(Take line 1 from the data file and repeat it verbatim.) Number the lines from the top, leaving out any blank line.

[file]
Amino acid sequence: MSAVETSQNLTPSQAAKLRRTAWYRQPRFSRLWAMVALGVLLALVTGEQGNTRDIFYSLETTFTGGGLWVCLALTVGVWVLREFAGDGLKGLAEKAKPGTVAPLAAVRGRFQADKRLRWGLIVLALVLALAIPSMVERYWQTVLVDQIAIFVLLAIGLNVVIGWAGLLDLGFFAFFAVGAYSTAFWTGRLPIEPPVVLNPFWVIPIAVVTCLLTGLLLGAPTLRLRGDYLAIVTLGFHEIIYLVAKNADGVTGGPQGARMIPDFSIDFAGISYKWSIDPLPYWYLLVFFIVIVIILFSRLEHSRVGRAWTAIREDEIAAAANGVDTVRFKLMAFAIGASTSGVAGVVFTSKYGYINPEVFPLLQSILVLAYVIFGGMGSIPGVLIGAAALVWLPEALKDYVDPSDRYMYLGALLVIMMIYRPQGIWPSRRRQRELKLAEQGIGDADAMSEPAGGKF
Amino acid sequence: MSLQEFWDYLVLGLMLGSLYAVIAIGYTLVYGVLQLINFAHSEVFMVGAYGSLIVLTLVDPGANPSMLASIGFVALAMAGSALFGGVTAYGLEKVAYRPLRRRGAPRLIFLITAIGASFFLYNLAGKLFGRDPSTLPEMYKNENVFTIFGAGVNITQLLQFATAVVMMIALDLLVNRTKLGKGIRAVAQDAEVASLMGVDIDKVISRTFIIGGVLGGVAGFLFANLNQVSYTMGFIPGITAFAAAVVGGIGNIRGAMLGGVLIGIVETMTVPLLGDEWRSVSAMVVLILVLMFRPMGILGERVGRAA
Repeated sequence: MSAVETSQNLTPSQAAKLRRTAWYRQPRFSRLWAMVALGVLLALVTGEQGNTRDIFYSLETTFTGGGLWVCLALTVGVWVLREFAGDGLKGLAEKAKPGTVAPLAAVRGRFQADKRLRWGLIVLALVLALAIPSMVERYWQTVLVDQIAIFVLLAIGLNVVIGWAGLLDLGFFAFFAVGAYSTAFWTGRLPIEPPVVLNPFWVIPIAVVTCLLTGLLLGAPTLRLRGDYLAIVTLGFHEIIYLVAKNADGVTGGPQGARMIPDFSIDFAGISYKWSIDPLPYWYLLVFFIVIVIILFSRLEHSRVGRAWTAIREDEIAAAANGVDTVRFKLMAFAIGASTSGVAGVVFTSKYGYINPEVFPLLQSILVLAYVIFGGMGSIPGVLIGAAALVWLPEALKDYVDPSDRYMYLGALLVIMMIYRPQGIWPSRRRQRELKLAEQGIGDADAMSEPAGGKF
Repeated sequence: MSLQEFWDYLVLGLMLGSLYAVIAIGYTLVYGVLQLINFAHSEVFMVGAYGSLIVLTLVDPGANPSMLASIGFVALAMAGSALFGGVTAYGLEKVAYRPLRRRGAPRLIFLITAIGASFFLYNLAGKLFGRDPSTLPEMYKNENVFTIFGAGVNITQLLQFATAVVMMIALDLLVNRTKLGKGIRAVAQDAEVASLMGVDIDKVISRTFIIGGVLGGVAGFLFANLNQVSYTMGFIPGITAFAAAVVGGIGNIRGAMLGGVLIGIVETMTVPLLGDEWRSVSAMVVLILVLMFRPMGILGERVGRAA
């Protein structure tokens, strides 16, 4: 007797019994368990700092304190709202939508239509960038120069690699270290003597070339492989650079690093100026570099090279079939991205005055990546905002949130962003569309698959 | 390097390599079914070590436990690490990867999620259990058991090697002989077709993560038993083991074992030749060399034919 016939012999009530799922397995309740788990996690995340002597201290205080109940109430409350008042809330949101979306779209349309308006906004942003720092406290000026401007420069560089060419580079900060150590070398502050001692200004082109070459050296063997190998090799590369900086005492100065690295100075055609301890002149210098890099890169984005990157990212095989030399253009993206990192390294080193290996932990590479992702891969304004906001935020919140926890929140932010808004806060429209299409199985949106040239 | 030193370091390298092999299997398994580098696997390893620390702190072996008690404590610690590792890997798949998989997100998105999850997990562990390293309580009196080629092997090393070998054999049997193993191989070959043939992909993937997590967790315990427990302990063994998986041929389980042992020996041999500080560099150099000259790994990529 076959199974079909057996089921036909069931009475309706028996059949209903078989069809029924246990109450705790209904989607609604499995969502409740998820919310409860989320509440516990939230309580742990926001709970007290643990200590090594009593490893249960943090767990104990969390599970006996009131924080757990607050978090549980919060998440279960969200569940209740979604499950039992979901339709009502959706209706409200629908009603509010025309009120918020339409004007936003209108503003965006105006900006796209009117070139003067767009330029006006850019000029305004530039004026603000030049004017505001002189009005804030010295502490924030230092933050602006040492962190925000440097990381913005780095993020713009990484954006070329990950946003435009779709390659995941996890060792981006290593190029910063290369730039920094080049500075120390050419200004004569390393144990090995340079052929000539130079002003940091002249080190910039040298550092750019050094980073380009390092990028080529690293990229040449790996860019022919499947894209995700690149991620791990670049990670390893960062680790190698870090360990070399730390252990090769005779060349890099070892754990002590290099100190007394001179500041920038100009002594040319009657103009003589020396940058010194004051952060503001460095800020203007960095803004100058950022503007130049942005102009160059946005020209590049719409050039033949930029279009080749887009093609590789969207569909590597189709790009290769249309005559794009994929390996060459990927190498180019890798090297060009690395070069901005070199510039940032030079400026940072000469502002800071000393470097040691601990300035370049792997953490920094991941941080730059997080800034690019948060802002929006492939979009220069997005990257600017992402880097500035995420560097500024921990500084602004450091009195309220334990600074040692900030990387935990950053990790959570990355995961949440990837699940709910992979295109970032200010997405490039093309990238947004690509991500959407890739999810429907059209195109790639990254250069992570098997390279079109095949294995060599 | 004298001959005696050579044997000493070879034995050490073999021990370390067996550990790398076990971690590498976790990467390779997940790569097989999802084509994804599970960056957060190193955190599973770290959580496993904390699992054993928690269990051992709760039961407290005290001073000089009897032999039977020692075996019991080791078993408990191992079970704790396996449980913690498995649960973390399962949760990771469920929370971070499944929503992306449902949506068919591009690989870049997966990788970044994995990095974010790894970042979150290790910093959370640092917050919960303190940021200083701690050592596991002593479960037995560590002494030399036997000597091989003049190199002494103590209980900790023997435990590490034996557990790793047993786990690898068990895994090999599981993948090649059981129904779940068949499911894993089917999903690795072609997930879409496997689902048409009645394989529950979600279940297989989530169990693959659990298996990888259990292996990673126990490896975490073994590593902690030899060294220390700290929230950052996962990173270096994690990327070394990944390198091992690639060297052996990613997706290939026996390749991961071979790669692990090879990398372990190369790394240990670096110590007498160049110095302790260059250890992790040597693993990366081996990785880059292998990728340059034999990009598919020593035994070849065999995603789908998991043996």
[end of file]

Amino acid sequence: MSAVETSQNLTPSQAAKLRRTAWYRQPRFSRLWAMVALGVLLALVTGEQGNTRDIFYSLETTFTGGGLWVCLALTVGVWVLREFAGDGLKGLAEKAKPGTVAPLAAVRGRFQADKRLRWGLIVLALVLALAIPSMVERYWQTVLVDQIAIFVLLAIGLNVVIGWAGLLDLGFFAFFAVGAYSTAFWTGRLPIEPPVVLNPFWVIPIAVVTCLLTGLLLGAPTLRLRGDYLAIVTLGFHEIIYLVAKNADGVTGGPQGARMIPDFSIDFAGISYKWSIDPLPYWYLLVFFIVIVIILFSRLEHSRVGRAWTAIREDEIAAAANGVDTVRFKLMAFAIGASTSGVAGVVFTSKYGYINPEVFPLLQSILVLAYVIFGGMGSIPGVLIGAAALVWLPEALKDYVDPSDRYMYLGALLVIMMIYRPQGIWPSRRRQRELKLAEQGIGDADAMSEPAGGKF